This annoying rash can be skin asthma
Tony has suffered from eczema and pulmonary asthma all his life. He found it to be quite boring, but more so once he hit high school.
“I suffered from this annoying rash on my arms and legs,” Tony said. “It took so many different medications to find out what was irritating my skin or making the itch a thousand times worse. As a young child, the urge to control myself from scratching was non-existent, to the point that my arms and legs were bleeding, leaving bloodstains all over my bed.
Fortunately, this improved over the years into adulthood.
“Everyone is different and has different needs, but don’t let your condition control your life,” Tony said.
For Belinda, who always dreamed of walking down the aisle with the man of her dreams, “Eczema impacts my quality of life and my overall life experience in ways you don’t all think of. days. My eczema gets so bad on my hands and between my fingers and itches itchy, then it swells. These little things that you don’t think about much can sometimes affect you in a most unusual way.
Renee shares: “My husband has had rashes all his life. It’s been hard to see him so uncomfortable over the years. We often canceled weekend plans because her rash was so bad, or just to avoid a flare-up. “
Renée’s husband was finally able to work with his doctor to start a biologic drug (a drug for many indications).
“It changed everything. He is finally relieved. As I watch my husband cope with his severe eczema and see him become less responsive to treatment over the past two years, I encourage anyone with eczema, especially severe, to partner with your doctor to find solutions. solutions that can really work for you, ”says Renée.
These are just a few stories that I found on the internet. The only thing these people have in common is that they all have skin asthma.
What are the causes of cutaneous asthma?
Environmental allergens like certain foods, pollens, or pollutants like smog can trigger a reaction. Likewise, physical irritants in the form of rough tissue or dry skin can also trigger a reaction. However, by far the most important cause is genetic. Some figures indicate that up to 70 percent of all cases can be traced to heredity. This may be due to a genetically altered immune system or a recessive gene that can make a child more likely to be upset by allergens, which can then trigger a more serious attack like skin asthma.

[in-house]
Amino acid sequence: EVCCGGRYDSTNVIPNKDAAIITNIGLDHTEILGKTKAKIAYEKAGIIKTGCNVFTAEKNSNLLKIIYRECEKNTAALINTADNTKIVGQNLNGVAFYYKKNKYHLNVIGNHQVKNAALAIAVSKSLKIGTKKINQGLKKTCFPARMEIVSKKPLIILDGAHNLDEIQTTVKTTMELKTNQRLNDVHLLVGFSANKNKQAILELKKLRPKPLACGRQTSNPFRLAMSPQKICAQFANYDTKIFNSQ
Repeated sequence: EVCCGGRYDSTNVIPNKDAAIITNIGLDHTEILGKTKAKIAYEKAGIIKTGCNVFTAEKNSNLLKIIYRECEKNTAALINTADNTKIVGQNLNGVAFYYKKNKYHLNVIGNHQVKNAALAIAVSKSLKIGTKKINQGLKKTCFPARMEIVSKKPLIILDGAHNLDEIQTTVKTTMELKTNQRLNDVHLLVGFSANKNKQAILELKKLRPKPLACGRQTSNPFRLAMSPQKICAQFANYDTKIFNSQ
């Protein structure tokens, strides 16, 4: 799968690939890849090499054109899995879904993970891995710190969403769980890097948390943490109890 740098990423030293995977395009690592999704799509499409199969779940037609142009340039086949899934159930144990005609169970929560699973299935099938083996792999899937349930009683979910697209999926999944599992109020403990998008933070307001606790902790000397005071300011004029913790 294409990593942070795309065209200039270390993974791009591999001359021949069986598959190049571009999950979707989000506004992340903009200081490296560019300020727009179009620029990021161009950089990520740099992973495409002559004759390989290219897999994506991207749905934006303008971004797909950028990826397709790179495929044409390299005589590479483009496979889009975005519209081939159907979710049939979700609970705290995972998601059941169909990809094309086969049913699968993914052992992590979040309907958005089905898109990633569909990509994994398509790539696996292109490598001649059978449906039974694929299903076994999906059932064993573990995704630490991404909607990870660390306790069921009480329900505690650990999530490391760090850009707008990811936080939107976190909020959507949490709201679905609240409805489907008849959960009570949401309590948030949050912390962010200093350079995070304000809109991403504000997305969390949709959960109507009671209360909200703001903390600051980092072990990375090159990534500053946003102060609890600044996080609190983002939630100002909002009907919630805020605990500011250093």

Hot, humid conditions provide the perfect breeding ground for asthma allergens. Dust mites, molds, and pollen are all common triggers for people with allergic asthma. These allergens like hot, humid conditions. Heat and humidity increase ozone levels. Ozone is the culprit of air pollution. Humidity makes the air stagnant, trapping pollutants such as car exhaust, as well as pollen and mold spores.
Is there a cure for skin asthma?
There is no cure for cutaneous asthma (atopic dermatitis), but fortunately children with this disorder find that periods of remission (temporary recovery from the disease) lengthen more and more with age. . Only about 20 percent of children continue to have epidemics after adolescence. For the most part, the body naturally controls the flare-ups until the thrust is respite.
Rather, available treatments should focus on relieving rather than stopping symptoms. Topical creams can soothe the itching, and a doctor may prescribe a mild corticosteroid cream. Lotions will also help relieve dryness and may alleviate symptoms.
The good news is that it is almost always limited to the childhood years and outbreaks will subside, unlike other conditions like gluten psoriasis or other conditions, which may require a complete change of fashion. of life to adulthood to be controlled.
What’s an important thing you should know about asthma on the skin?
Many young children who have a severe rash develop allergic rhinitis, allergic conjunctivitis, and possibly pulmonary asthma. Doctors call this progression from skin asthma to respiratory problems “atopic gait”. Researchers have found that damaged skin cells can secrete TSLP (thymic stromal lymphopoietin), a compound capable of triggering a powerful immune response. And because the skin is so good at secreting TSLP into the bloodstream, the substance travels throughout the body. It is a kind of alarm system alerting the body that its function as a protective barrier has failed. This substance then activates an immune response which fights the invaders. When it reaches the lungs, it triggers the hypersensitivity characteristic of pulmonary asthma.
This research result shows that the skin can act as a signaling organ and cause allergic inflammation in the lungs by releasing TSLP. This is a very important breakthrough, as it will teach us how to prevent dysfunctional skin from producing TSLP. If this can be done, the link between skin asthma and pulmonary asthma could be broken. The most recent therapies are targeted at maintaining the skin barrier, replacing healthy microorganisms in the skin, and biological therapy.
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